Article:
LF: But I understand it quite fast and I come from Western Germany and in the 80s I´ve been visiting my relatives in Eastern Germany, so I know it a bit, but just because I could study or whatever, so I don´t find it so hard to grasp these dangers; my question is why European parliament members they are independent they have some loyalty of course to their parties, but I don´t know any party that would be, - openly -,  for these tendency of the surveillance state.

EL: It’s fear, it’s fear. Especially, British and Spanish members of parliament who had heavy attacks of terrorism jump on such ideas very fast, because if you have had the experience of having a terrorist attack and if you than have been reading newspapers accusing the government: why didn’t you know before, - they might come to the conclusion: we better watch out.

LF: They feel pressured by the fearful public after the terror attack …

El: And in an certain sense I also can understand a approach like that, but step back a little bit think it over again and say: okay, what do I risk if I implement measures like that and if I find out that I´m risking the elements of democracy that I would defend, than of course I have to rethink the whole issue. And this is what I hope from my colleagues and some do, unfortunately some not. But in this issue it´s more the problem that the old IPR System is a very well known thing.

LF: IPR stands for Intellectual property rights

EL: Yes, the Intellectual Property Rights complex, you know, all those laws on patents, on protection of copyrights, etc.. This is what people know, they can easily imagine that you write a book, you get a copyright and than you get money, and  it might only be one Euro per year, but you get some money back. If you come to new and more complex models, taken into account the new elements of Internet, since they do not know something about that they might find it really difficult to imagine, - especially when they do not talk with their nephew niece or grandchildren -, what´s  really going on.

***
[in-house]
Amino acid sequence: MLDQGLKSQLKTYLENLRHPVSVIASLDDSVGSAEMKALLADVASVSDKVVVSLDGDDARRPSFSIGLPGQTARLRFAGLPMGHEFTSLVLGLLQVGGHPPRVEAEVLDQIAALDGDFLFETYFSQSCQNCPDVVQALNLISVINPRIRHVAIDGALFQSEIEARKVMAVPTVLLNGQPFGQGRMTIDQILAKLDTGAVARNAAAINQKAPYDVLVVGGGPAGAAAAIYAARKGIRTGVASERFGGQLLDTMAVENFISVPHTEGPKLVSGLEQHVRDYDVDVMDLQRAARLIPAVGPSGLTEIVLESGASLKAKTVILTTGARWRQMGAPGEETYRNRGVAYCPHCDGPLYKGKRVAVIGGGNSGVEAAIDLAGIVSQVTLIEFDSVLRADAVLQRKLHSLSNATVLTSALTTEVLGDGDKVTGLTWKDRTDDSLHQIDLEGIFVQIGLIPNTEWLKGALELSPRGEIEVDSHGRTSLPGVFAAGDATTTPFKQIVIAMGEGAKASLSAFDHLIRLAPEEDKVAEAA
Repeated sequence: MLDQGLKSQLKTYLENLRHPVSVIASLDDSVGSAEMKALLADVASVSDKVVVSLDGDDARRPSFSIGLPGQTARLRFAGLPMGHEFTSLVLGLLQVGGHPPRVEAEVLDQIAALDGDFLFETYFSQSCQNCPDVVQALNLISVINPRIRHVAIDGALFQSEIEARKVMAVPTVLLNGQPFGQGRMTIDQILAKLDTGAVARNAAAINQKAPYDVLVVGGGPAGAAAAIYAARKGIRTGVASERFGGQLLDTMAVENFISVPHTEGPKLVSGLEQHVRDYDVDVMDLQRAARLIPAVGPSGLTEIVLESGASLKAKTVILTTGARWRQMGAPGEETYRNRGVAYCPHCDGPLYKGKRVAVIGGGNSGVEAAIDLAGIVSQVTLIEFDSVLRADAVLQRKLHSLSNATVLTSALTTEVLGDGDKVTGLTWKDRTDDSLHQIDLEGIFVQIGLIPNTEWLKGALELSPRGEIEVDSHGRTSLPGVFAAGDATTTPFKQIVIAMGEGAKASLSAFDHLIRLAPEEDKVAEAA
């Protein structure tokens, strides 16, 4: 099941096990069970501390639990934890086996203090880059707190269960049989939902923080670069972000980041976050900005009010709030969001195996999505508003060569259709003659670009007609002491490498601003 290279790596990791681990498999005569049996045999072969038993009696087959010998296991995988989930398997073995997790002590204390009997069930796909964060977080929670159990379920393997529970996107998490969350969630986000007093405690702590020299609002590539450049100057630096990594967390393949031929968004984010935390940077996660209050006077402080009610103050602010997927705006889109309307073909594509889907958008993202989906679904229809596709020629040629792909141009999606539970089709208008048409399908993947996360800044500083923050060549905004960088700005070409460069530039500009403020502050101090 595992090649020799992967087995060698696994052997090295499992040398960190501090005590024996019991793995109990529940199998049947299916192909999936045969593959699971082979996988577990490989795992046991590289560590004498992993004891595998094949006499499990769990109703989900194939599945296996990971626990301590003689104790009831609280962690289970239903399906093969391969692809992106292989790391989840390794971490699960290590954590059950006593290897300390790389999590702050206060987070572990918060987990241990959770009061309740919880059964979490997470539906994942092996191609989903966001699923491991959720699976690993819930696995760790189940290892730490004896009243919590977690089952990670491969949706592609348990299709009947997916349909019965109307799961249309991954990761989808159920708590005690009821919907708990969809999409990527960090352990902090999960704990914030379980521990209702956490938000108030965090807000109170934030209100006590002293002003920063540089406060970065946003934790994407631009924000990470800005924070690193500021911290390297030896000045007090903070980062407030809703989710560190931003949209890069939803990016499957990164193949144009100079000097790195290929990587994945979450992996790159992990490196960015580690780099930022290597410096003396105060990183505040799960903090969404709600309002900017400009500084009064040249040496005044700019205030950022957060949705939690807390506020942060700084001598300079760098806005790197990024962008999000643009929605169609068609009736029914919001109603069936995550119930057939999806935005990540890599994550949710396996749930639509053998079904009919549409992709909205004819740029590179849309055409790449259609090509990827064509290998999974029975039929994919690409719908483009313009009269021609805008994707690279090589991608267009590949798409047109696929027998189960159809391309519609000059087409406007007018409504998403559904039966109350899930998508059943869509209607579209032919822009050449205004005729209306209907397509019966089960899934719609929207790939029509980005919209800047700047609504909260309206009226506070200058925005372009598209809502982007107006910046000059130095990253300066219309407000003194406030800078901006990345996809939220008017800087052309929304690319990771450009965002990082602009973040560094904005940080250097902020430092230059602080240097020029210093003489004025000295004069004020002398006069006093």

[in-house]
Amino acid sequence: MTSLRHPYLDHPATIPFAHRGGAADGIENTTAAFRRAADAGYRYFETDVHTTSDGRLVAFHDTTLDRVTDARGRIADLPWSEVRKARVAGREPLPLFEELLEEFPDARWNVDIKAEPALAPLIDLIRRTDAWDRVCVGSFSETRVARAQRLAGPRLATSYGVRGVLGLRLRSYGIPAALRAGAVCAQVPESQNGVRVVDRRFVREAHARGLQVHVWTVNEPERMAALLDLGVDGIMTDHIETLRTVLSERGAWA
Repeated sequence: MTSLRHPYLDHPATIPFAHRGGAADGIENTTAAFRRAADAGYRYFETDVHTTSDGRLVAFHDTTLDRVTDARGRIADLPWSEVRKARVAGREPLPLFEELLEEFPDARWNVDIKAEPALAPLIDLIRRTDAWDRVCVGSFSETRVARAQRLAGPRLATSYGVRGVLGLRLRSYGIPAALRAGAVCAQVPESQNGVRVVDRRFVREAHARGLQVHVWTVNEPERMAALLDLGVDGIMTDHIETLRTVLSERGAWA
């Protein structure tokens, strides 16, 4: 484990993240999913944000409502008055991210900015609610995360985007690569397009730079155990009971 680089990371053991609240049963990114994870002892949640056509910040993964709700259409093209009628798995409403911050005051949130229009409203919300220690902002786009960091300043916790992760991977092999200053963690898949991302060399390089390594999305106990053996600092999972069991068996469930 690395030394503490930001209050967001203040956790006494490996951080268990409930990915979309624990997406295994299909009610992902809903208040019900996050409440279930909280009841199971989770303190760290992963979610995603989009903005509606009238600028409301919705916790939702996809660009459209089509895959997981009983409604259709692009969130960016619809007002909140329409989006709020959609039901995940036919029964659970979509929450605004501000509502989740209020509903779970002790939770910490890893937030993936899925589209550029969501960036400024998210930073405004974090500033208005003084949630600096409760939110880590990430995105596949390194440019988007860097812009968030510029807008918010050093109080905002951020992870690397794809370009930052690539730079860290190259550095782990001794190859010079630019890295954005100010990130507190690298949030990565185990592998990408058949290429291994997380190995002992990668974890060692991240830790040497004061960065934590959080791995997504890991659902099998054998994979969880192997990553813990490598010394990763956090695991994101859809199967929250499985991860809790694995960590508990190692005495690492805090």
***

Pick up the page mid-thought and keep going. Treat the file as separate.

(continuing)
LF: But, normally, all the people do that!

EL: Yes, I would guess that we have to look very hard on that convincing them that it´s their own children that might be endangered, that also they themselves might not know and might not be able to find out if some content, offered as a download, is legal or illegal. This summer I made an experiment with some kids and I asked them the addresses or the download sites that they are using and since they knew that I was dealing with rights like that, first they didn’t want to confess but I said: okay the only thing I want, let’s try together to find out if this download is legal or not and I tell you even me I had difficulties. It was the same on the so called legal pages as on the so called illegal pages, that it’s very difficult for young people to find out. So if the music industry is not able to create a sight, where the difference is very clearly between a offered gratis download and a protected download, so it’s really getting difficult for kids they don´t understand that, they can´t understand. And I think this is also a
little bit due to the fact that the big content providers where not really able to offer sights that where easy accessible, also concerning payment easy to handle for kids, because kids don´t have credit cards. So I mean what do they expect, so I think they did miss a little bit the train.